Kansas Watershed Specialists: Change the Practice, Solve the Problem
Kansas State University watershed specialists address livestock-related water quality issues by helping producers understand the impacts of management practices and how to change their behavior.
Watershed specialists have discovered cost effective best management practices (BMPs) that prevent surface water contamination at the source. They work with agricultural producers to reduce the impact on the state's water quality resources, while also improving the efficiency of their operation.
Nearly 500 square miles of Kansas is covered in water and a primary contaminant in the state's surface waters is fecal coliform bacteria.
"Fecal coliform bacteria lives in digestive tracts of warm-blooded animals," said Jeff Davidson, K-State watershed specialist. "One of the worst of these bacteria is E. coli, which can cause extreme sickness and death in humans. It can contaminate water through feces of animals, including cattle and wildlife."
According to the Kansas Farm Facts, in 2013 there were 1,328,000 beef cows and an estimated 2.3 million stocker cattle in the state.
Davidson said that behavior change in agriculture involves raising awareness of issues and problems, identifying options for action, securing technical and financial assistance, and helping implement new management practices. This is where the watershed specialists play a key role in achieving success.
If producers receive assistance in installing approved BMPs, said Davidson, they can then meet and correct pollution concerns, and water quality in the state can be restored and protected.
Watershed Specialist Program
In 2000, K-State, the Kansas Department of Health and Environment, and several farm organizations launched the watershed specialist program to assist landowners, producers, and local communities in voluntarily addressing water quality problems.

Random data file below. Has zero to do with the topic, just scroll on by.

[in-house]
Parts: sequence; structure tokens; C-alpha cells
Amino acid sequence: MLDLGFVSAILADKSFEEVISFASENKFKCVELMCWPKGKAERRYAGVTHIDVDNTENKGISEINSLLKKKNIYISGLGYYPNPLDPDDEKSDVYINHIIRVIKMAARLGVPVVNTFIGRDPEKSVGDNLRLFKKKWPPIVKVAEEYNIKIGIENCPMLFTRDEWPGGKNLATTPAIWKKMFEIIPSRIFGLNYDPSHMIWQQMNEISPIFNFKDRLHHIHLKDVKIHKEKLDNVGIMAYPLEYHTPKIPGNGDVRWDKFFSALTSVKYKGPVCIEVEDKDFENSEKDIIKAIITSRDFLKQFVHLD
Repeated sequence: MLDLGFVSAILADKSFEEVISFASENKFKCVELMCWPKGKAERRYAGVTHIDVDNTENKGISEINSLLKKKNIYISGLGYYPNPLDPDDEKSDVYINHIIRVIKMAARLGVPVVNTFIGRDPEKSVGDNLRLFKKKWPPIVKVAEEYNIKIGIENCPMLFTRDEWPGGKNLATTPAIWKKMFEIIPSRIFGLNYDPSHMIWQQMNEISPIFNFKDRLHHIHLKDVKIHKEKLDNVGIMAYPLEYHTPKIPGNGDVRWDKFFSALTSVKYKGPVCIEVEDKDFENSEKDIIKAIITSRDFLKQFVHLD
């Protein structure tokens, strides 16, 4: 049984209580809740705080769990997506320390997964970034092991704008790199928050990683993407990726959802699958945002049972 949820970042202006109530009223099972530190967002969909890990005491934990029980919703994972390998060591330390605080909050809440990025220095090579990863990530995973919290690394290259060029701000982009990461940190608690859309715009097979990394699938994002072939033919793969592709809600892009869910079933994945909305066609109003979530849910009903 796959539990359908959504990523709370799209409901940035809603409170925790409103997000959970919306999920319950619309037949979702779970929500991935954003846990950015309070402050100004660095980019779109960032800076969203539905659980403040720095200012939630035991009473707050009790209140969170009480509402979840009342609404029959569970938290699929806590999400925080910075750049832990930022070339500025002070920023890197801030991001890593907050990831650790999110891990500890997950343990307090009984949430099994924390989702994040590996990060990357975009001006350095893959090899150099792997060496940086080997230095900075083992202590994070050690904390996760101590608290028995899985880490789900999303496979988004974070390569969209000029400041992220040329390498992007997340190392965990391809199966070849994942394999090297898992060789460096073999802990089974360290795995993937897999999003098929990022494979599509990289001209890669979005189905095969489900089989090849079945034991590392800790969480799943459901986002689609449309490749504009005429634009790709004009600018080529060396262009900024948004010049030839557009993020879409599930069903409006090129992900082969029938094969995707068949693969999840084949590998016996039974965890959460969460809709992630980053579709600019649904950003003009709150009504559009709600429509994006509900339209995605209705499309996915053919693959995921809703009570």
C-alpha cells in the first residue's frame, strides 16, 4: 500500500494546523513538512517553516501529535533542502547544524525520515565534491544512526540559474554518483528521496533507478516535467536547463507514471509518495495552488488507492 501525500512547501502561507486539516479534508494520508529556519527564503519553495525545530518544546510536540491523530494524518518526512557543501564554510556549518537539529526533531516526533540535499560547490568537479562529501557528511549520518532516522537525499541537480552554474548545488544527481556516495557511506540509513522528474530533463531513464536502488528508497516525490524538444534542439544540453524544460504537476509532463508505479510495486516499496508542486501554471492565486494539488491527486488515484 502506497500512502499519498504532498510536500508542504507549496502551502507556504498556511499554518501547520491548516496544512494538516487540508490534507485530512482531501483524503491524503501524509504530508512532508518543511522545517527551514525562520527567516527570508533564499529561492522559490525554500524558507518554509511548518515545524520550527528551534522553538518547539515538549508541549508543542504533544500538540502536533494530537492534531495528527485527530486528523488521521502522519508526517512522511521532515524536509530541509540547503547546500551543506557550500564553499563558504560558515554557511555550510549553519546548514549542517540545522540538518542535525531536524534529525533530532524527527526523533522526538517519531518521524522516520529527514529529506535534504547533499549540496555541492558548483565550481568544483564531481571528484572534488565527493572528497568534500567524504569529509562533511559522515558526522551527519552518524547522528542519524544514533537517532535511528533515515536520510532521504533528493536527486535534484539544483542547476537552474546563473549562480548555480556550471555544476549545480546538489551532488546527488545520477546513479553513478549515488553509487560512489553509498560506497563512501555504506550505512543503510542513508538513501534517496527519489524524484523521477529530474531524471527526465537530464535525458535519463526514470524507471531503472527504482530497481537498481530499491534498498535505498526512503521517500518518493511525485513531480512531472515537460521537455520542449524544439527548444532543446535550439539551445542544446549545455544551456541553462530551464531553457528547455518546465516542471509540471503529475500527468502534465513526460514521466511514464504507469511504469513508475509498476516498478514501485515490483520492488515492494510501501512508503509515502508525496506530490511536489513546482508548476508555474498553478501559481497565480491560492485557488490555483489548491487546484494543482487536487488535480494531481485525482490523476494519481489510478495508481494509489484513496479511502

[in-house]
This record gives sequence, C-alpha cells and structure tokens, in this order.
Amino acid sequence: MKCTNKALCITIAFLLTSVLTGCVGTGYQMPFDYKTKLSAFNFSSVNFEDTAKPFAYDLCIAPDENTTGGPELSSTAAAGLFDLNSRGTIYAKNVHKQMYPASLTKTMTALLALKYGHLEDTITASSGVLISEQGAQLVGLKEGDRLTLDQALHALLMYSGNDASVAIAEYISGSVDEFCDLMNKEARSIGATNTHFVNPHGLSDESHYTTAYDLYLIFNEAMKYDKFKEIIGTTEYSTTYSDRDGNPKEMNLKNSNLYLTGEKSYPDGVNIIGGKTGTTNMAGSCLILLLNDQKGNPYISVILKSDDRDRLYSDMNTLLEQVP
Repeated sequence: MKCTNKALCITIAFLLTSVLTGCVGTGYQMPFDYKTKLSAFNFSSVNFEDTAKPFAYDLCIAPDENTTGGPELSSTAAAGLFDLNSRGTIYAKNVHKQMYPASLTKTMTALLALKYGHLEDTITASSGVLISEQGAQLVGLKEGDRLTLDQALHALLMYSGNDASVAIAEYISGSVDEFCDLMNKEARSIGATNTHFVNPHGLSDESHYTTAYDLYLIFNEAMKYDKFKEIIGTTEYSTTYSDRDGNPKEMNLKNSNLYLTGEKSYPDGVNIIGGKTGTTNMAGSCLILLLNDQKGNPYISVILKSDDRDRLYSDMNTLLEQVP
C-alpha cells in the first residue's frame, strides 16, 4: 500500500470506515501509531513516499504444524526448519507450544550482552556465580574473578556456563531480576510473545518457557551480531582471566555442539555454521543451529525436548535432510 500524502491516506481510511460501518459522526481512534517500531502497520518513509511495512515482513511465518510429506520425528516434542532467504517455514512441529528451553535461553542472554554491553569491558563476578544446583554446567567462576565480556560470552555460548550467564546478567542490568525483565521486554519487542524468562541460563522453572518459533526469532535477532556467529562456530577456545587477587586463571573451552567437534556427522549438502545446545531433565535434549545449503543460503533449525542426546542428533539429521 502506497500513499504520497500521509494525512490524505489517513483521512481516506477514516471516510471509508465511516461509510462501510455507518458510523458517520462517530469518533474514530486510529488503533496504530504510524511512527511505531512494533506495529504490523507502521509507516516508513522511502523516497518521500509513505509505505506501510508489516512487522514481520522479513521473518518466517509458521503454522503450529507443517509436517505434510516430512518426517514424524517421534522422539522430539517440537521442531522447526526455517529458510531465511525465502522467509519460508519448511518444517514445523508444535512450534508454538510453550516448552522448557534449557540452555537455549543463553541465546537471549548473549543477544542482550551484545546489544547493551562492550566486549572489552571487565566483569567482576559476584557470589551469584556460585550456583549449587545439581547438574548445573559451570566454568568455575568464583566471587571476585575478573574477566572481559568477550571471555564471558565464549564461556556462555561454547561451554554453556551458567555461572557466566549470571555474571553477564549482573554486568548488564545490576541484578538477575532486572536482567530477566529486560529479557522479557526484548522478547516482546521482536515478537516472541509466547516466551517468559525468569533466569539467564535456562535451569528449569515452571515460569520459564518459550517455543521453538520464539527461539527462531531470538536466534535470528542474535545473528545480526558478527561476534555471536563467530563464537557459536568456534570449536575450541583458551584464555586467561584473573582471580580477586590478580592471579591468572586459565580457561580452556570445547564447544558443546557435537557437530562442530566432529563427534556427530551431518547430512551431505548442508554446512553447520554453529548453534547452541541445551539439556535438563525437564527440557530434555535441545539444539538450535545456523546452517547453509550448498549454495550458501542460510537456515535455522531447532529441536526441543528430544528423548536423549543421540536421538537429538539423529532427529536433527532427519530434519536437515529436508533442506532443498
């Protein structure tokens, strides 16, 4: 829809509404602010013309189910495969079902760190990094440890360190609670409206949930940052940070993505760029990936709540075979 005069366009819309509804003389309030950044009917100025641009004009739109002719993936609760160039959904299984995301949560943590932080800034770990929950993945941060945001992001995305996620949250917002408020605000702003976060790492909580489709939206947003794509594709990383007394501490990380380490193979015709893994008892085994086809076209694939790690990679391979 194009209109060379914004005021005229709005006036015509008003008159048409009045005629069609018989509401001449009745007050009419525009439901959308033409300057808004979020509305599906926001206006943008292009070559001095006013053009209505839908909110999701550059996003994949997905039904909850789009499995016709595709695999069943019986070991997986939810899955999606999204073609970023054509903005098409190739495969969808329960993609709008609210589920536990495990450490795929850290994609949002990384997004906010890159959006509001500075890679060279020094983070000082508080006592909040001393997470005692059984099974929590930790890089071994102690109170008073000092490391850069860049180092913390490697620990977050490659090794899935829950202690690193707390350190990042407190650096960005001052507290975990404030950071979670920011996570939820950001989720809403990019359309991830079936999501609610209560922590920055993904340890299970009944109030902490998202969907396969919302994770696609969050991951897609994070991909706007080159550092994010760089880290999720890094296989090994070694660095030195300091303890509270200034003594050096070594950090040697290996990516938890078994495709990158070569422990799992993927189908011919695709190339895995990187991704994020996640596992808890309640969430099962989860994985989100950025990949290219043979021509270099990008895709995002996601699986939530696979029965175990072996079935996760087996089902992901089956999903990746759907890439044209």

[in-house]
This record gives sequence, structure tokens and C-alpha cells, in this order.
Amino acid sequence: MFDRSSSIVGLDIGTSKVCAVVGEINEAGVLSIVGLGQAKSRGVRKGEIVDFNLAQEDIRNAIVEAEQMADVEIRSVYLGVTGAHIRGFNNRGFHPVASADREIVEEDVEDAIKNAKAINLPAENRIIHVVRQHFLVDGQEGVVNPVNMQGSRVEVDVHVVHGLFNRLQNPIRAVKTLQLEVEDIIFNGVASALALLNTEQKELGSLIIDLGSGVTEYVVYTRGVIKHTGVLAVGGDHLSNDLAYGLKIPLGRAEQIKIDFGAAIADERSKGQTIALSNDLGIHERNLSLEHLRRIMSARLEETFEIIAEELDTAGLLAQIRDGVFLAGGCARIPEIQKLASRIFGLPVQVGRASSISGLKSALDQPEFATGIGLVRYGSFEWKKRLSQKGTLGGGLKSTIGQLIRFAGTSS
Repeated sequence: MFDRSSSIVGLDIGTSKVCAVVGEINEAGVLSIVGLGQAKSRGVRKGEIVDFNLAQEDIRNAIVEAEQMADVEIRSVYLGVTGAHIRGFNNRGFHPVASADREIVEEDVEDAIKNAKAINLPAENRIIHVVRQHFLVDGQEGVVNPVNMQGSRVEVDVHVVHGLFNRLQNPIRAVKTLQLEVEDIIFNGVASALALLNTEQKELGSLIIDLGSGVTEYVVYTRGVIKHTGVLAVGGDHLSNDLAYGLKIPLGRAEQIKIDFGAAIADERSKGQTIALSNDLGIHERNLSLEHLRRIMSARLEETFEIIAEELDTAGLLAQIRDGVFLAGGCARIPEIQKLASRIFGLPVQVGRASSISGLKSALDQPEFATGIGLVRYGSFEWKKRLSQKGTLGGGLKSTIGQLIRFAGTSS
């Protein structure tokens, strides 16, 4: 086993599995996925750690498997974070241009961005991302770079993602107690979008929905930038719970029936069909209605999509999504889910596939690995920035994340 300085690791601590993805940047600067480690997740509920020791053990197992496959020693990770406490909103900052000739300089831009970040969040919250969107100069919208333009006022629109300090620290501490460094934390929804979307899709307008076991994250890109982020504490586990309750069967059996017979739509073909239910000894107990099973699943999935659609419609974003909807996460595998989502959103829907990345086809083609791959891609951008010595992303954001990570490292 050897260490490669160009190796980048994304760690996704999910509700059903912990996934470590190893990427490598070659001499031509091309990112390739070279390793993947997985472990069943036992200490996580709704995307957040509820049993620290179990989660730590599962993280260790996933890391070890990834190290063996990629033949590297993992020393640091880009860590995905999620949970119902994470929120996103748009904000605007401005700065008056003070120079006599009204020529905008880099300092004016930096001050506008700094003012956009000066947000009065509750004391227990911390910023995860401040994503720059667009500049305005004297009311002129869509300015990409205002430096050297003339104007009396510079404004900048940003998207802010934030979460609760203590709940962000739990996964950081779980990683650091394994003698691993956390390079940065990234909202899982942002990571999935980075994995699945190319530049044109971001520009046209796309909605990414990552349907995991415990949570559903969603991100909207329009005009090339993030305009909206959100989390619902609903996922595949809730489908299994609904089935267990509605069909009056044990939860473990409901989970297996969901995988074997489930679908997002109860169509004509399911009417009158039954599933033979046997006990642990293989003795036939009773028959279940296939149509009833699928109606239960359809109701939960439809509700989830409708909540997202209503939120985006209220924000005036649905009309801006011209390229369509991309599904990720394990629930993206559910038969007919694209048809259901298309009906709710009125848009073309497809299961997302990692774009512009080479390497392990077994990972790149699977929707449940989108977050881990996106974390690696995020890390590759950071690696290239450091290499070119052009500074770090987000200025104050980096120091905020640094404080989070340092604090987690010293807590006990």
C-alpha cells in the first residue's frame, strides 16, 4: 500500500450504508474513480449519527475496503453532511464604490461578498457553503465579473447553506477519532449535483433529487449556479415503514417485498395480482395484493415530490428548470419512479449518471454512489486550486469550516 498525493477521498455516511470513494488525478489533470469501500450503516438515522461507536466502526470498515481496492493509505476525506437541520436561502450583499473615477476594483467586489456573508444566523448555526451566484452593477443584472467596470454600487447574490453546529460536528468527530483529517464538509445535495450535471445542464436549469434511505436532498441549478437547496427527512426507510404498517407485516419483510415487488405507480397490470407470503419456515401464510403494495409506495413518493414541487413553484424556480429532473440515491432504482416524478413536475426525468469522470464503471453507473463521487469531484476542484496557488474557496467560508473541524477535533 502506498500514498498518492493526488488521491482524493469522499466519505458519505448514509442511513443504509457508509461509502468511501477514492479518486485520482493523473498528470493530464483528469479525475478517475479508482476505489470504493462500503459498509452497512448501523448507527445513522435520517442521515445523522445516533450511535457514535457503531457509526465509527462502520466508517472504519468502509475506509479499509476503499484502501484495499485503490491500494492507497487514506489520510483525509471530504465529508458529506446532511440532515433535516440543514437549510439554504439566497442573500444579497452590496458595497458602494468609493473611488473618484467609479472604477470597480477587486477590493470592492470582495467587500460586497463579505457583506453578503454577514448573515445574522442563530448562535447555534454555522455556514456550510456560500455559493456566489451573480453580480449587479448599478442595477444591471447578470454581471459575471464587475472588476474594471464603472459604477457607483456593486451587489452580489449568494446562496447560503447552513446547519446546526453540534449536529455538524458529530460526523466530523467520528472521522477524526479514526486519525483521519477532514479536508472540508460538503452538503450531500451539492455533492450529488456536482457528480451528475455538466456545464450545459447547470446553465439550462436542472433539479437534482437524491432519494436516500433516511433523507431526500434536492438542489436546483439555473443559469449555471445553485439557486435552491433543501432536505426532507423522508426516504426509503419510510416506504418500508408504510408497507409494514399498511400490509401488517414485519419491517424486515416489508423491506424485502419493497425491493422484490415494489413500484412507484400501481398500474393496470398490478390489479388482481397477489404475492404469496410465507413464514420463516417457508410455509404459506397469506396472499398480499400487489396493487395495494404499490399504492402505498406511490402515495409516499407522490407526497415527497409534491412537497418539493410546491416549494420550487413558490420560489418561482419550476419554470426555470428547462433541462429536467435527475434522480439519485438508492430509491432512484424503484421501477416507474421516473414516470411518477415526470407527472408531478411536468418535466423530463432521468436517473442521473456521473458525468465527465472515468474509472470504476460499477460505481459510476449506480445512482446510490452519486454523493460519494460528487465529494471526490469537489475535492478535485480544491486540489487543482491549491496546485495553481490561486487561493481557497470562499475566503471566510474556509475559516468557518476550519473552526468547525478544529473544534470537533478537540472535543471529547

"Watershed specialists work to improve water quality through planning and adaptation of best management practices by producers, homeowners, and other landowners in targeted watersheds in Kansas," said Dan Devlin, director of the Kansas Center for Agricultural Resources and the Environment (KCARE).
Devlin credits success of the watershed specialists program to ongoing information and education.
More than 3,000 contacts were made with citizens in 2013 and more than 100 educational events were conducted across Kansas to build awareness and increase the willingness of the public to implement water quality improvements. In addition, more than 90 one-on-one consultations and on-farm assessments also took place.
Changing the Way We Feed
Many cow-calf and smaller cattle operations use temporary feeding sites during the winter months.
A majority of these feeding sites use a stream or pond as the watering source, which can negatively impact water quality if the feeding pen is located where runoff from the pen can directly flow into a stream.
Producers have come to realize the importance of relocating these feeding sites to reduce mud and excess nutrient accumulation in a single area and change the method of feeding to reduce wastage and increase operational efficiency.
Changing the Way We Water
Ponds are the most common livestock watering source in Kansas. However, ponds with unlimited access to cattle potentially pose problems in terms of water quality and cattle health.
Cattle tend to stand in ponds on hot summer days and the resulting manure concentration in the pond increases the nutrient load and reduces the water quality.
Ponds with unlimited access have a shorter life, as cattle will cause bank erosion as they enter and exit the pond.
Limiting or controlling cattle's access to surface water is a cost effective method to reduce surface runoff, E. coli bacteria contamination, and streambank erosion, while improving cattle gains and general health of the herd.
Watershed specialists are helping producers learn how they can benefit from adding alternate water supplies.
"Research tells us that if we add an alternate water supply to a pasture with a stream, 80 percent of the drinking will occur at the tank or alternate water supply," said watershed specialist Herschel George, "resulting in a 98 percent reduction in phosphorus and a 56 percent reduction in nitrogen in the stream."